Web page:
The opinion of the court was delivered by: Michael A. Telesca United States District Judge
Defendant Mohamed Subeh ("Subeh") is charged in a three-count Indictment with making materially false, fictitious and fraudulent statements to a Special Agent of the Federal Bureau of Investigation ("FBI") in violation of 18 U.S.C. § 1001(a)(2). Specifically, the Indictment alleges that on May 23, 2003, Subeh made three false statements to FBI Special Agent Joseph Testani and/or other investigators regarding Subeh's brother Ismail Dorgham. The Indictment charges generally that in an effort to conceal his brother's intentions of becoming a suicide bomber in Israel, Subeh lied about his brother's reasons for wanting to leave the United States.
On July 21, 2004, the defendant filed an omnibus motion seeking, inter alia, suppression of statements and evidence, dismissal of the Indictment, production of a bill of particulars, and disclosure of Grand Jury minutes.
By Order dated April 30, 2004, this case was referred to Magistrate Judge Marian W. Payson for pretrial proceedings. Pursuant to that Order, Judge Payson held a hearing over the course of six days on defendant's motions. On January 24, 2006, Judge Payson issued a Decision and Order and Report and Recommendation recommending, inter alia, that defendant's motion to dismiss Counts One and Two of the Indictment be denied, but that defendant's motion to dismiss Count Three of the Indictment be granted. Judge Payson also granted defendant's motion for a bill of particulars, and pursuant to that Order, directed the government to disclose whether or not the false statements made by Subeh were made in response to direct questions by the interviewing agents, and if so, what the questions were. See January 24, 2006 Decision and Order at p. 52.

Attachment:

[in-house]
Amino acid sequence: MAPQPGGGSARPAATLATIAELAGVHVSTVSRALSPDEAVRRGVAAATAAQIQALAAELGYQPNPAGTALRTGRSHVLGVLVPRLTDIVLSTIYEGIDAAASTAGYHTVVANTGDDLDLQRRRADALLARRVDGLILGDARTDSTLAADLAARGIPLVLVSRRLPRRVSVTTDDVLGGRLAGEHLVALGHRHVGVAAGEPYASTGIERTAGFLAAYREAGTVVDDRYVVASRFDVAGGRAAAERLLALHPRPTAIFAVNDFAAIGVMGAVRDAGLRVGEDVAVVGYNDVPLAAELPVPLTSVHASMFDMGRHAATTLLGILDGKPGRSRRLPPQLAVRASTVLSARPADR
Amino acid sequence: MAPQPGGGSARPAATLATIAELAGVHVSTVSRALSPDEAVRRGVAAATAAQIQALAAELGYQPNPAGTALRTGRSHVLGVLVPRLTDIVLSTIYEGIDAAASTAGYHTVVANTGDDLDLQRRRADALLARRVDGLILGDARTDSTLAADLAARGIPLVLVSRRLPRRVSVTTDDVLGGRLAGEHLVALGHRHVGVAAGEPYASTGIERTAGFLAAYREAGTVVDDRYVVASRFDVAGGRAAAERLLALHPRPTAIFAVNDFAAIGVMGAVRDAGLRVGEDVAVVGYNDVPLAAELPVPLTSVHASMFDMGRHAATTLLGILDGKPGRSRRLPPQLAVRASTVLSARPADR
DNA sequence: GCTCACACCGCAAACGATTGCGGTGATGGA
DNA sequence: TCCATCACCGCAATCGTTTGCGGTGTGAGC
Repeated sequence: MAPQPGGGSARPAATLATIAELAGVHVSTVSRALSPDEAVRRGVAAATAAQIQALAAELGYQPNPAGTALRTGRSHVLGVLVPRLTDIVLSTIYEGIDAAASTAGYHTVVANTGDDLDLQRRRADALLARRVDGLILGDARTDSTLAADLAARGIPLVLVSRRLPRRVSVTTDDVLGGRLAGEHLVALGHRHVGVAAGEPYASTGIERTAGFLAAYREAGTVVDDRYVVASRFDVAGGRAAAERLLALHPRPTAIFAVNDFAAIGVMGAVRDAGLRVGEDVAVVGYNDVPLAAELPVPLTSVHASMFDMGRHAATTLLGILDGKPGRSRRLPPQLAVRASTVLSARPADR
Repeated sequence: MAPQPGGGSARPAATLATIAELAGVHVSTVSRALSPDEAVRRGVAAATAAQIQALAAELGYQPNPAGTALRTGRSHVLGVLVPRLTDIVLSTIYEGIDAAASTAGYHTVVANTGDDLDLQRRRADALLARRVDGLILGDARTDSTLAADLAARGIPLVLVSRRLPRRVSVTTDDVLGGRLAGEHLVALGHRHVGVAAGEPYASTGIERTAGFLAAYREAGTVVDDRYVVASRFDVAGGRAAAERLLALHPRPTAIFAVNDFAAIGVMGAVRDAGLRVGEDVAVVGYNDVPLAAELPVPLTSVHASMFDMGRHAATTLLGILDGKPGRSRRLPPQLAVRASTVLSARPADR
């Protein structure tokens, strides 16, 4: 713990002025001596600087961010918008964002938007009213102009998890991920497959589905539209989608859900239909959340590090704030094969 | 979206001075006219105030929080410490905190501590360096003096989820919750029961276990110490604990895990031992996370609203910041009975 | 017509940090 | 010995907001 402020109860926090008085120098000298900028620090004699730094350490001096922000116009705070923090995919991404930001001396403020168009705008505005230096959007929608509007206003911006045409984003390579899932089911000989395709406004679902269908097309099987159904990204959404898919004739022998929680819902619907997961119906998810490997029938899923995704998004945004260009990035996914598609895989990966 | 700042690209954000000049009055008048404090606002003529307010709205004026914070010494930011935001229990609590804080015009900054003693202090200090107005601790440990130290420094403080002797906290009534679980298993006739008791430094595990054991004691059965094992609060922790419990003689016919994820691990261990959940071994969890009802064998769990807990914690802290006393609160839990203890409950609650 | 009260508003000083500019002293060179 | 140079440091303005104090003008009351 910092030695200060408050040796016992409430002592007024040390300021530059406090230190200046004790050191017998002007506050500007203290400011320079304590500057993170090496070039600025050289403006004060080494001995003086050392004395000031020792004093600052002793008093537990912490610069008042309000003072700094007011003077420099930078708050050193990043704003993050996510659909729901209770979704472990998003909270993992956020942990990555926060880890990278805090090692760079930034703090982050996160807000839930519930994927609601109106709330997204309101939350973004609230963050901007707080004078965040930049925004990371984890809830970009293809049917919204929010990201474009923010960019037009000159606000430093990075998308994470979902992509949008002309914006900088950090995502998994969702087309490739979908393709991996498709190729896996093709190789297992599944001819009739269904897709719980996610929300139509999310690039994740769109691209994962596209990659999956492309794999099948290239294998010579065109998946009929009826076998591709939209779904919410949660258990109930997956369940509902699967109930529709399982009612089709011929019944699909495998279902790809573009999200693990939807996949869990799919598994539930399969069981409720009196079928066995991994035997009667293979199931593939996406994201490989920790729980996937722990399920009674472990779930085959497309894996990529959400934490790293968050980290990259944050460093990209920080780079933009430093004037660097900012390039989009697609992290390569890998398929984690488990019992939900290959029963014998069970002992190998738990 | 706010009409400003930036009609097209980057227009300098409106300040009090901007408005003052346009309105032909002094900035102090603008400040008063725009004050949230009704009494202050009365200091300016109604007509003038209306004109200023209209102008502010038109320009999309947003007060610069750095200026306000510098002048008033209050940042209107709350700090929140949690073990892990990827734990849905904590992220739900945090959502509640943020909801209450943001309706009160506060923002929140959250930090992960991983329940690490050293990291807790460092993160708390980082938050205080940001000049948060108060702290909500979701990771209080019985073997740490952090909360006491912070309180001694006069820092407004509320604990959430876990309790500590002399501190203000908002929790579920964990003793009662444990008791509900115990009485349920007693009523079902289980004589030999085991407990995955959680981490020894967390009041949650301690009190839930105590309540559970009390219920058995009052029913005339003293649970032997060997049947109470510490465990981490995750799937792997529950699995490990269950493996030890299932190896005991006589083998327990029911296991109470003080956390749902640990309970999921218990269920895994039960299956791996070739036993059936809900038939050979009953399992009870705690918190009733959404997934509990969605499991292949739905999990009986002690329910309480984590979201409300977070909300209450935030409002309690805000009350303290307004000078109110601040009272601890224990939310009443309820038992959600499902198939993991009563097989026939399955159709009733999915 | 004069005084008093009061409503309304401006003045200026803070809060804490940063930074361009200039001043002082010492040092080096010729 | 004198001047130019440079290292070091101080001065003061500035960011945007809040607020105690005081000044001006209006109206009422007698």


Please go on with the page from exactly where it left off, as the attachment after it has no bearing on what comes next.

By Objection filed April 13, 2006, the Government objects to (1) Judge Payson's Report and Recommendation that Count Three of the Indictment be dismissed, and (2) Judge Payson's Order granting defendant's request for a bill of particulars. With respect to the Report and Recommendation, the Government contends that Judge Payson improperly concluded that dismissal of Count Three was warranted on grounds that the statement at issue could not be proven false. The Government argues that it can prove that Subeh's statement was false, and therefore it should be allowed to present its case to the Jury as alleged in Count Three.
With respect to Judge Payson's Order granting defendant's request for a bill of particulars which directs the Government to indicate whether or not Subeh's allegedly false answers were given in response to direct questions, and if so, what those questions were, the Government objects on grounds that the defendant failed to adequately articulate a justifiable need for the information sought. The Government also contends that it is impossible to provide the information sought, and that because the Magistrate acknowledged that the Indictment sufficiently and adequately apprised the defendant of the charges against him, there is no basis for granting the request for a bill of particulars.
For the reasons set forth below, I affirm and adopt Judge Payson's Report and Recommendation and Decision and Order in its entirety, and grant defendant's motion to dismiss Count Three defendant's request for a bill of particulars.
Pursuant to 28 U.S.C. § 636(b)(1), after the filing of a Report and Recommendation, any party may serve and file written objections to such proposed findings and recommendations. After such filing,
[a] judge of the court shall make a de novo determination of those portions of the report or specified proposed finding or recommendations to which objection is made. A judge of the court may accept, reject, or modify, in whole or in part, the findings or recommendations made by the magistrate.
A district court, however, may not reject the credibility findings of a Magistrate Judge without conducting an evidentiary hearing in which the district court has the opportunity to observe and evaluate witness credibility in the first instance. Cullen v. United States, 194 F.3d 401 (2nd Cir. 1999).
Objections to Orders of the Magistrate are governed by 28 U.S.C. § 636(b)(1)(A), which provides in relevant part that Orders relating to pretrial matters which are clearly erroneous or contrary ...